Romans 8: 35–39 (ESV)

During this time of quarantined life, draw near to God. Rest your uncertainties on him, whether they are international student needs, or needs within the bounds of your home culture. Let the struggles be known and begin to adapt to this phase of life through the strength of our God. Allow him to lead you as you navigate whatever situation you may find yourself in. Remain in prayer for one another as we are all battling in this time of adjustment.

From the Eyes of a Third Culture Kid

From the Eyes of a Third Culture Kid

The cultures of this world are beautiful things. Learning about them can open our eyes to the beauty and creativity of our God.

Third culture kids (TCKs) get a front row seat to the mixing and mingling of the cultures in our world.

A third culture kid is one who has grown up in a cultural environment that is different from either their nationality, or their parent’s. For example, they may possess a United States passport, but have never truly lived within the borders of the United States. They find themselves feeling as if they have their own culture that lies somewhere between the US and whatever country they grew up in.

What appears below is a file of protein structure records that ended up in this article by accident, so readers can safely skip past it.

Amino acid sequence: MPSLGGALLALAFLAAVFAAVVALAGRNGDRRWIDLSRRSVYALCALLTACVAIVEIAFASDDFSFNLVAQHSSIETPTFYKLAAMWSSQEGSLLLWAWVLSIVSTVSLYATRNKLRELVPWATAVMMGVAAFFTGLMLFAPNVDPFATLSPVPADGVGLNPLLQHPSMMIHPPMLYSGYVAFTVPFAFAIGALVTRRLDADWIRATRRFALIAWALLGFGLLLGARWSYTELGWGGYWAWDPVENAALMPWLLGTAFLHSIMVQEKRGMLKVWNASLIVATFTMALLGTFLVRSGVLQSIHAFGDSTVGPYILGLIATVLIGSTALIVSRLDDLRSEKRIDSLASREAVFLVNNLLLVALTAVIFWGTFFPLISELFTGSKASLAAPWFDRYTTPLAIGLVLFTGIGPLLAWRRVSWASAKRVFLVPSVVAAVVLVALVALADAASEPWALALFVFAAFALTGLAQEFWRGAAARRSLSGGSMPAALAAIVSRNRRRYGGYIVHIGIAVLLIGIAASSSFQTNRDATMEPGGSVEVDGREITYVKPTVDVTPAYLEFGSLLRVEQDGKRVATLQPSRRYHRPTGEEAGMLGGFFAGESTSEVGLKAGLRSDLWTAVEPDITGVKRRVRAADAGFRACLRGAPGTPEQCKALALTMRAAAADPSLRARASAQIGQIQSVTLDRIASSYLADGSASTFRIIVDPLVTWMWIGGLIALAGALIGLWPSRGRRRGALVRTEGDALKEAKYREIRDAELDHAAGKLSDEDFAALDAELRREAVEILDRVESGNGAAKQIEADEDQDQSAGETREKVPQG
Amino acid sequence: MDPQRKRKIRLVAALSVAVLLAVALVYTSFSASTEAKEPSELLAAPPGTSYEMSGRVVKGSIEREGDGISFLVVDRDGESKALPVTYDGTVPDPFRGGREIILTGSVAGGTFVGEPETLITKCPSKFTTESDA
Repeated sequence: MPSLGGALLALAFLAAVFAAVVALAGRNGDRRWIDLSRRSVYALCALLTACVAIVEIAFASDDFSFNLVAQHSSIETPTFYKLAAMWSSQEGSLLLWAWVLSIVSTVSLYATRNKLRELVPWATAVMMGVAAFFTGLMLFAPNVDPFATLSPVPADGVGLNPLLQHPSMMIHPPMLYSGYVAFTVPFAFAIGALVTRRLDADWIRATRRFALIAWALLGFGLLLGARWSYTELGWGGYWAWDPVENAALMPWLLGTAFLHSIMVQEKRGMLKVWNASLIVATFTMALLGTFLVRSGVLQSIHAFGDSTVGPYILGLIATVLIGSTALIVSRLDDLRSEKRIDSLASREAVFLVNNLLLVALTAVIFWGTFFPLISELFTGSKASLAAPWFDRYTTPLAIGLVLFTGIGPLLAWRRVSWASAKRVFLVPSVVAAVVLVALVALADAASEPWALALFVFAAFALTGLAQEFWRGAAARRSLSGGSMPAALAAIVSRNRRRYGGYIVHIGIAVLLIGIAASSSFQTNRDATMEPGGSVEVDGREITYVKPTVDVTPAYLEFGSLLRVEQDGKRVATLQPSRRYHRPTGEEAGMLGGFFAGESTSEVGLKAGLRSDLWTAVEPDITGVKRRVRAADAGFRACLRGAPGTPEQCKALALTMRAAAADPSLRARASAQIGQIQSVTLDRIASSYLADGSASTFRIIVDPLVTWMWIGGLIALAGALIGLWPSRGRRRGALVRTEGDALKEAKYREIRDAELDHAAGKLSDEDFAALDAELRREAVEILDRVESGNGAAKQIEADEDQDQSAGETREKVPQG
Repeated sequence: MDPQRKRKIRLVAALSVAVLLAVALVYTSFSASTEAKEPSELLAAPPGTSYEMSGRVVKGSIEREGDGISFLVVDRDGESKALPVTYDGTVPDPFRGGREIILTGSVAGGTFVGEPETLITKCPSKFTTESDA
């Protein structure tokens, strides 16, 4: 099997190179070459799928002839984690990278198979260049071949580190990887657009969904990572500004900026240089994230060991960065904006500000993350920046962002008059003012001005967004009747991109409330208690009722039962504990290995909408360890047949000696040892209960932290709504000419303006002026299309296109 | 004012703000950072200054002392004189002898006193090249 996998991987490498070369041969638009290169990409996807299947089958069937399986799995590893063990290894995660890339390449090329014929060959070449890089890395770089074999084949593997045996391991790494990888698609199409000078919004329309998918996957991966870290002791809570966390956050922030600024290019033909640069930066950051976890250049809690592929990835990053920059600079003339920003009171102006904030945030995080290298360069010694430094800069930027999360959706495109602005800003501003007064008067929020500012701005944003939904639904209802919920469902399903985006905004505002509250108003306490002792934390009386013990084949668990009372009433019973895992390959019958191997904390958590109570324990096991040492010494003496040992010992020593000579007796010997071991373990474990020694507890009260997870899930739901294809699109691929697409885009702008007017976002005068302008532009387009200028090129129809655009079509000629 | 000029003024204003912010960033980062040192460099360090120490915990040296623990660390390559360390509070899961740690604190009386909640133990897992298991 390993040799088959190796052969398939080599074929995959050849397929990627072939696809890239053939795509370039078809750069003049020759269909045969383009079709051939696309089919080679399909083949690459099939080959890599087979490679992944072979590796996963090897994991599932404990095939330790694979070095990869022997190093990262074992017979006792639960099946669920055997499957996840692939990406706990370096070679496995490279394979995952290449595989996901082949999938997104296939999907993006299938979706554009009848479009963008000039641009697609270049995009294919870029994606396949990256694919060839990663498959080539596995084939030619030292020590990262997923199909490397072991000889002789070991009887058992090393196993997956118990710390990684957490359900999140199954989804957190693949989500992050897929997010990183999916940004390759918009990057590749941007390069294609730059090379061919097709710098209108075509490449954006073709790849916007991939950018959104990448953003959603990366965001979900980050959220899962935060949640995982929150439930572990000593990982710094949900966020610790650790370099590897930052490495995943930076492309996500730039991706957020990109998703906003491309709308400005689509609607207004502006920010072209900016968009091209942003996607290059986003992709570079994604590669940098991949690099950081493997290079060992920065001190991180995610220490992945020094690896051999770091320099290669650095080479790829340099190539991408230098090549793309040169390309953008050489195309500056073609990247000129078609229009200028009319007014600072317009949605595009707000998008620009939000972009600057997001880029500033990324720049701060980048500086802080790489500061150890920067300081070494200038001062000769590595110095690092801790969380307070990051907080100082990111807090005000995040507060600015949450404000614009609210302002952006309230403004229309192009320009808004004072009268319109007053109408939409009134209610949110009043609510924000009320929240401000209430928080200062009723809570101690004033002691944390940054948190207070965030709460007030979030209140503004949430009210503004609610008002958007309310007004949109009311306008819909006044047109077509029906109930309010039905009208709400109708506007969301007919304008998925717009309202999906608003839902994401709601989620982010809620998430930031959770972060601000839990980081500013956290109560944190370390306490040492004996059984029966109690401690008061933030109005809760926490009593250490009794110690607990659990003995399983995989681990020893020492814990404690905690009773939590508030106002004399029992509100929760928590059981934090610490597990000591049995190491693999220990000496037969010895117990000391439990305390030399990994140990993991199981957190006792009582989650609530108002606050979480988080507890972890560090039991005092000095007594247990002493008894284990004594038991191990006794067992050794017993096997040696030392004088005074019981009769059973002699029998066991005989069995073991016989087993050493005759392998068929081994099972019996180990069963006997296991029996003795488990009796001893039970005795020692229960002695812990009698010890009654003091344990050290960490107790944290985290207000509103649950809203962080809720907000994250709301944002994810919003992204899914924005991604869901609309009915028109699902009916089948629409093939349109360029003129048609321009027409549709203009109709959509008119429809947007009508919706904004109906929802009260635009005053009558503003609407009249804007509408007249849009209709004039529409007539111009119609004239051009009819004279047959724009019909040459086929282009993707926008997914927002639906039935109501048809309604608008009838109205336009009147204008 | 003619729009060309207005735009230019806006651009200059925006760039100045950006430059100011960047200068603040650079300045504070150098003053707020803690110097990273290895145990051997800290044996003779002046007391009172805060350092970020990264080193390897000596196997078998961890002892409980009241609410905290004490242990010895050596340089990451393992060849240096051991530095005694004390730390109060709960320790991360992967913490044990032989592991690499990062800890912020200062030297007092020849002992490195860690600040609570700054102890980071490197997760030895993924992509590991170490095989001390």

Susanna Goossen, a first-year sophomore studying Biblical Counseling here at Calvary University, is a TCK from the country of Brazil. Her family has been serving as missionaries in Northeastern Brazil for about twenty-four years. Susanna and her brothers all grew up there, but have found themselves moving to the states to either study or work.

As one can imagine, there are so many things that Susanna loves about her home in Brazil. When asked what her favorites were she said, “The amazing people that I grew up with, the awesome weather, and the Coca-Cola.” Her memories are sweetly tainted with the early mornings she spent watching the sun rise over the beach.

The lively culture of Brazil invites many differences to that of the United States. One of the biggest, and most obvious, changes for Susanna is the difference in the typical greeting. Greetings in Brazil are always met with hugs and kisses, regardless of one’s gender.